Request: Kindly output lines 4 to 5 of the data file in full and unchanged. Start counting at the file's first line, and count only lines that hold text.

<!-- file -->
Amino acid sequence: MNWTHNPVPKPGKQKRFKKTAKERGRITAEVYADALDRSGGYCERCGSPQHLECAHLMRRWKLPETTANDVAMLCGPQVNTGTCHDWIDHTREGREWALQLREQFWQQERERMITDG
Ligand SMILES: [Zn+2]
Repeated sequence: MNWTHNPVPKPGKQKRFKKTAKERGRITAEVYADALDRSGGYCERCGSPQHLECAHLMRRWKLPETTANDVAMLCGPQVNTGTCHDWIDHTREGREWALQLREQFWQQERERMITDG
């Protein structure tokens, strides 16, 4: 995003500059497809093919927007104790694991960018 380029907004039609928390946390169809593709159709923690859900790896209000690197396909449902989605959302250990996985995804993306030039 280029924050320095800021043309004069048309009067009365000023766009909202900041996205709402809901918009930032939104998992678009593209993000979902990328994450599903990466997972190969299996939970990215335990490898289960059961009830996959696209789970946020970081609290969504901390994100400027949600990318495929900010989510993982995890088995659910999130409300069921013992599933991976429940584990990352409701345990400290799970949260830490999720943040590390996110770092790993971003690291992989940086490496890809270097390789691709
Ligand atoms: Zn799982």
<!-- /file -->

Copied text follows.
């Protein structure tokens, strides 16, 4: 995003500059497809093919927007104790694991960018 380029907004039609928390946390169809593709159709923690859900790896209000690197396909449902989605959302250990996985995804993306030039 280029924050320095800021043309004069048309009067009365000023766009909202900041996205709402809901918009930032939104998992678009593209993000979902990328994450599903990466997972190969299996939970990215335990490898289960059961009830996959696209789970946020970081609290969504901390994100400027949600990318495929900010989510993982995890088995659910999130409300069921013992599933991976429940584990990352409701345990400290799970949260830490999720943040590390996110770092790993971003690291992989940086490496890809270097390789691709
Ligand atoms: Zn799982």